MLF price reductions unlikely to cause widespread issuer participation
The Federal Reserve’s move to lower interest rates for its short-term municipal note purchase program isn't likely to impact most issuers' calculus in deciding whether or not to access it.
Tuesday night, the Fed reduced interest rates of its Municipal Liquidity Facility in each credit category by 50 basis points. The reduced interest rates are still not attractive to the vast majority of issuers, and that isn't likely to change unless the Fed moves the rates again or market conditions change significantly.
“I would say there are some (issuers) seriously looking at it and have been for quite some time, I don’t get the sense that there will be a mass rush for it because pricing has been so favorable that those that needed to get deals done were able to price it in the market,” said Emily Brock, director of the Government Finance Officers Association’s federal liaison center.
Market rates have been incredibly low. Last week the Bond Buyer Index 20 year maturity for general obligation bonds was 2.02%. The Fed’s new interest rates are still higher than an investment-grade issuer would pay in the capital markets.
The revised pricing reduces the interest rate spread on tax-exempt notes for each credit rating category by 50 basis points and reduces the amount by which the interest rate for taxable notes is adjusted relative to tax-exempt notes.
The Fed changed its pricing to a baseline of 100 basis points for triple-A rated issuers to 540 basis points for below investment-grade-rated issuers.
The Fed launched the MLF in accordance part of the CARES Act, a coronavirus relief package that was enacted in March. The MLF opened its doors in May. Illinois has been the only issuer to use it so far. The Fed has said the MLF pricing was meant to be used as a backstop for borrowers.
For issuers considering short-term borrowing options, the Fed’s news makes the MLF more attractive, Brock said. That could mean issuers hit hard by the pandemic such as revenue bond issuers like transit systems may get on board. Brock said those issuers may be some of the first to use the program.
If markets change and as sales tax and property tax collections get stressed, the MLF could become more attractive for issuers, Brock said.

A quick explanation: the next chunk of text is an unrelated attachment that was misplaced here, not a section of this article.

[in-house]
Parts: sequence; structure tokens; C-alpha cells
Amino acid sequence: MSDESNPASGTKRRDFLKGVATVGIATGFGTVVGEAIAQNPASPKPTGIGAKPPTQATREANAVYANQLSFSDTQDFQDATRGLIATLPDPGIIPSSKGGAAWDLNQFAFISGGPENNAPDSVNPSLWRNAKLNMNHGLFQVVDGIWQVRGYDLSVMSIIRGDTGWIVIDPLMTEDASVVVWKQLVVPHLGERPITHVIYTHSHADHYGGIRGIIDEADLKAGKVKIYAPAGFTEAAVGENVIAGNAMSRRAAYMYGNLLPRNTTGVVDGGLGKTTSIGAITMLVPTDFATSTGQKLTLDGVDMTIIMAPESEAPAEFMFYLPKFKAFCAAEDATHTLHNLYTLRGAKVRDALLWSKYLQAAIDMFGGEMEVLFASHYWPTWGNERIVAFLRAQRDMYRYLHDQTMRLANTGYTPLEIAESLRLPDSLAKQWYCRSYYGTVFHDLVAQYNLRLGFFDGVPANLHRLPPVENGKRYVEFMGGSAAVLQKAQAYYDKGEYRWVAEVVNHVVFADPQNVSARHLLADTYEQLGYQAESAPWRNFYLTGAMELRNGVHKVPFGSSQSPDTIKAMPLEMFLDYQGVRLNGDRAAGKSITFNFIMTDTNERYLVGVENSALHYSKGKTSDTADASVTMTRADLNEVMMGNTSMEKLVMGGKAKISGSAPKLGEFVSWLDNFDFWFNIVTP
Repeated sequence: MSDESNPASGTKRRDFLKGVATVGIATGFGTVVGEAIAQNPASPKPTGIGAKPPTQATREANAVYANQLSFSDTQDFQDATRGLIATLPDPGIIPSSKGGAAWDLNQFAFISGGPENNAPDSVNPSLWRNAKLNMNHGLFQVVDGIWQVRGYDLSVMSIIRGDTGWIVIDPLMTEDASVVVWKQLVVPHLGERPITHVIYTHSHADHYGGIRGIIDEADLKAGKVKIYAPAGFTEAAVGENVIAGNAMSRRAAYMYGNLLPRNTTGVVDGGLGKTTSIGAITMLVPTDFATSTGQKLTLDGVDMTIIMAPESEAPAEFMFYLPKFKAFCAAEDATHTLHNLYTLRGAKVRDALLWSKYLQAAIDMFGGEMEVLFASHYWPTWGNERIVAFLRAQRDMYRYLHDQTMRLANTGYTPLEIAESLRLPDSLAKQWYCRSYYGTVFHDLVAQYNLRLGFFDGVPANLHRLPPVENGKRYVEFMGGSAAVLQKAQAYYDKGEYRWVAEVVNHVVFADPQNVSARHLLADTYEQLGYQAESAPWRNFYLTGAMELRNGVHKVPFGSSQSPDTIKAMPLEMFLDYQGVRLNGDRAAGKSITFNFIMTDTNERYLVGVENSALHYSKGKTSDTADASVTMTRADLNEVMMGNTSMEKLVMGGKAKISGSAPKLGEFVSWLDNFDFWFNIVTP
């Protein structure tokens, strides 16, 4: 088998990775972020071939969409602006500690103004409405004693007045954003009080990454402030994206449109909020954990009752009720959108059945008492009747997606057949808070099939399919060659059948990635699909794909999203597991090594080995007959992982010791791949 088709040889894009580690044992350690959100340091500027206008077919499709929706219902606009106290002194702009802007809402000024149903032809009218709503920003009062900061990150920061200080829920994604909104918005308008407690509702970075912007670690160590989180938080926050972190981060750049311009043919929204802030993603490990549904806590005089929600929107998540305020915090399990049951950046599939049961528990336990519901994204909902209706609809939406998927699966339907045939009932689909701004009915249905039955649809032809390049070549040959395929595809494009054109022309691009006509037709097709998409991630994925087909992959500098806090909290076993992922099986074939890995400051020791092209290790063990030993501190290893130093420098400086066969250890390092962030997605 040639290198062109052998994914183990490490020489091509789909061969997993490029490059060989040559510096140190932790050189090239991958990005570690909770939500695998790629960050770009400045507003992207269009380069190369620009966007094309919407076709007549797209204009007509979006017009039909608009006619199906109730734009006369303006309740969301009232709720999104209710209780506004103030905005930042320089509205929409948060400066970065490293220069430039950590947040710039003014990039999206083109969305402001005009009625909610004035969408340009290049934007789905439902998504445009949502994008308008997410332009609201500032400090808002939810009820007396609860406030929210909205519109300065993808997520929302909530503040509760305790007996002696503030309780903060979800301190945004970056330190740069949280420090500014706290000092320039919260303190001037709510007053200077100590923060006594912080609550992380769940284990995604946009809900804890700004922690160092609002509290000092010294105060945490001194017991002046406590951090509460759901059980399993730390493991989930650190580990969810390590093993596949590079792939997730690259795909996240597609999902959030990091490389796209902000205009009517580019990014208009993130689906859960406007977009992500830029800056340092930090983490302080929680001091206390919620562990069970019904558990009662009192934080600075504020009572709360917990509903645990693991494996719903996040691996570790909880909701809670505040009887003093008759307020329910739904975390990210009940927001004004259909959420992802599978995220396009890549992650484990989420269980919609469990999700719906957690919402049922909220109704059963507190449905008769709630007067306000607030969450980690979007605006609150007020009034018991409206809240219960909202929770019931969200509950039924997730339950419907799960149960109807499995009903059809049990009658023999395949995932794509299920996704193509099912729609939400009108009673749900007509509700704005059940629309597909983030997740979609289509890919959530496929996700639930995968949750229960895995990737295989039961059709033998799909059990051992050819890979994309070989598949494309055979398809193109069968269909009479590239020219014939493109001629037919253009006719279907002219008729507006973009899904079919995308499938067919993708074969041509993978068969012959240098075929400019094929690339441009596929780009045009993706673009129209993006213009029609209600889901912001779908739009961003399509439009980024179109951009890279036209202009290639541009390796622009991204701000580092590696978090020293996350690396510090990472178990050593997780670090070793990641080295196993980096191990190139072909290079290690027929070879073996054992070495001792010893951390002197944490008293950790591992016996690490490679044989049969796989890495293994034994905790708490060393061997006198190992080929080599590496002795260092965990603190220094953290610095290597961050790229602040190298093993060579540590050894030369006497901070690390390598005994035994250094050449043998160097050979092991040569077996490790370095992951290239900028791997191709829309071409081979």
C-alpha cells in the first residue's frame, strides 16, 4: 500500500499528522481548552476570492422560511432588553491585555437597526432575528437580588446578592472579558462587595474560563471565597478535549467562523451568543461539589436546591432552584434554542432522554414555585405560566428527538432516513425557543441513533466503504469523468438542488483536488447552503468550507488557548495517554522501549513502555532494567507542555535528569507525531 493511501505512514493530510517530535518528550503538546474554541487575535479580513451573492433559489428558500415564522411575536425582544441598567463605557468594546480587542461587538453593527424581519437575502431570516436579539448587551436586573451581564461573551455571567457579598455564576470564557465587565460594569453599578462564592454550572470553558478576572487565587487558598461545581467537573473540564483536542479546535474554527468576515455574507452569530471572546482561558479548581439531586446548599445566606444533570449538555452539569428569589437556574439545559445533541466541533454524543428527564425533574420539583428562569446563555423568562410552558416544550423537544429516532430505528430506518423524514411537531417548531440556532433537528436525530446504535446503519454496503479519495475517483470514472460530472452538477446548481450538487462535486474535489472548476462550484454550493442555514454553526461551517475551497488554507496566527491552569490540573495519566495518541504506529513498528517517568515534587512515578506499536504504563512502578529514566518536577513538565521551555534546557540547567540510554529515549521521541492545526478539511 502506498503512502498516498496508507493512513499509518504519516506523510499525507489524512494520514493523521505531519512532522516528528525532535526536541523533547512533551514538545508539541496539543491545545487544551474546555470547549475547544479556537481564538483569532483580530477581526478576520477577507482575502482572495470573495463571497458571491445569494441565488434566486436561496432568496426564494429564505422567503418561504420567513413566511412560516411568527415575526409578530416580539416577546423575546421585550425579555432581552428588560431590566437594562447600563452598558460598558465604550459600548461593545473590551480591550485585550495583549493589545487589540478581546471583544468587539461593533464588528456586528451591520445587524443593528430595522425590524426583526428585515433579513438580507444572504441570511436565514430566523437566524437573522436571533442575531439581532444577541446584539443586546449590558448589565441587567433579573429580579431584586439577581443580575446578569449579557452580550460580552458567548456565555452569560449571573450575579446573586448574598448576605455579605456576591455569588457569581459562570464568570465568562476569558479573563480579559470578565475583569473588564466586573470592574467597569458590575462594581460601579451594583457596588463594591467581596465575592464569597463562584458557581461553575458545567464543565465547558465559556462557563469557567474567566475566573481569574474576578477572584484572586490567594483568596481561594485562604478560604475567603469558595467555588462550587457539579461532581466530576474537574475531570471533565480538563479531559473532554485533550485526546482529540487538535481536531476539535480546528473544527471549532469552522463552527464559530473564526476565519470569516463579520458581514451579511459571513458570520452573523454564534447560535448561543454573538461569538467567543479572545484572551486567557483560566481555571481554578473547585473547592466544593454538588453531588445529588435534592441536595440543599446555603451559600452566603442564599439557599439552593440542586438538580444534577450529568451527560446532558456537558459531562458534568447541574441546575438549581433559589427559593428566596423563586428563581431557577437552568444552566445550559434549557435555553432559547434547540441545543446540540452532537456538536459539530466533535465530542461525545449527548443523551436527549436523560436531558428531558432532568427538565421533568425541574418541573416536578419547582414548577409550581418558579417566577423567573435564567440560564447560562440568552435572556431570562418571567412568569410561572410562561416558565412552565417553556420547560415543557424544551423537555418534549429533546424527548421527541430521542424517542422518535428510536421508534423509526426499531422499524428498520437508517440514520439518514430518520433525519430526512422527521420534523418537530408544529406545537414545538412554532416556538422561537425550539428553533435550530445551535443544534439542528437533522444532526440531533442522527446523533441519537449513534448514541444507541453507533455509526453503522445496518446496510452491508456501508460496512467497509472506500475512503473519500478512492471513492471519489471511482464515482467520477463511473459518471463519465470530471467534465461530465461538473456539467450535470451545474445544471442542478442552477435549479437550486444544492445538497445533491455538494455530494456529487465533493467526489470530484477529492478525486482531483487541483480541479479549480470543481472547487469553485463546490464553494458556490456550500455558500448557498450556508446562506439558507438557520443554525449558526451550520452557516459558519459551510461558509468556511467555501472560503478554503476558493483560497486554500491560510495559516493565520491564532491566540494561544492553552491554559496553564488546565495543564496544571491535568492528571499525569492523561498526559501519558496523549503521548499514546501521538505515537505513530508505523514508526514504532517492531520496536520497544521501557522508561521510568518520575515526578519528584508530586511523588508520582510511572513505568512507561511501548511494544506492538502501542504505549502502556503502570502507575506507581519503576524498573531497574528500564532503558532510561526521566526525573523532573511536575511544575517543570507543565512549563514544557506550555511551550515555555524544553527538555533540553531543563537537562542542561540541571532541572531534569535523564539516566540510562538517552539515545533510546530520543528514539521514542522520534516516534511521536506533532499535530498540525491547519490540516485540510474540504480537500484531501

The muni market has rallied since March, and Michael Decker, senior vice president of policy and research at Bond Dealers of America, noted that rates have come down in the last month by 20 to 25 basis points for some maturities.
The MLF is open to counties with populations of 500,000 or more and cities of 250,000 or more. In June, the central bank allowed U.S. states to be able to have at least two cities or counties eligible to directly issue notes regardless of population. Governors of each state are also now able to designate two issuers whose revenues are derived from activities such as public transit and tolls.
“The program is still very narrowly targeted, so only a few hundred issuers get direct access,” Decker said.
The Fed is likely to continue making adjustments to the MLF’s rates over time as the market changes and the Fed’s experience with the program changes, Decker said.
“It won’t be unusual if the Fed comes out with another announcement later that reduces rates again,” Decker said. The Fed could be tracking the municipal market and wanted to keep the rated in proportion to those in capital markets, he added.
Issuers still won’t use the MLF, even though the New York Metropolitan Transportation Authority may be eyeing it, said Brian Battle, director of trading at Performance Trust Capital Partners, since they borrow often and are facing budget and deficit issues.
“So we’ll see if these rates will entice the MTA, but the MTA still has market access,” Battle said.
The new prices set a ceiling for interest rates in the muni market, but they are still far from where the muni market is. That could change in a period of distress, Battle said.
Democratic lawmakers called for the Fed to reduce its pricing in the MLF, and that could have played into the Fed’s decision, Battle said.
“The pressure on the Fed must be enormous for them to make this sort of public adjustment,” Battle said. “They acknowledged that they should make the utility greater by lowering the rates, but the net effect is, the rates are still high enough that it doesn’t look like anyone will use it.”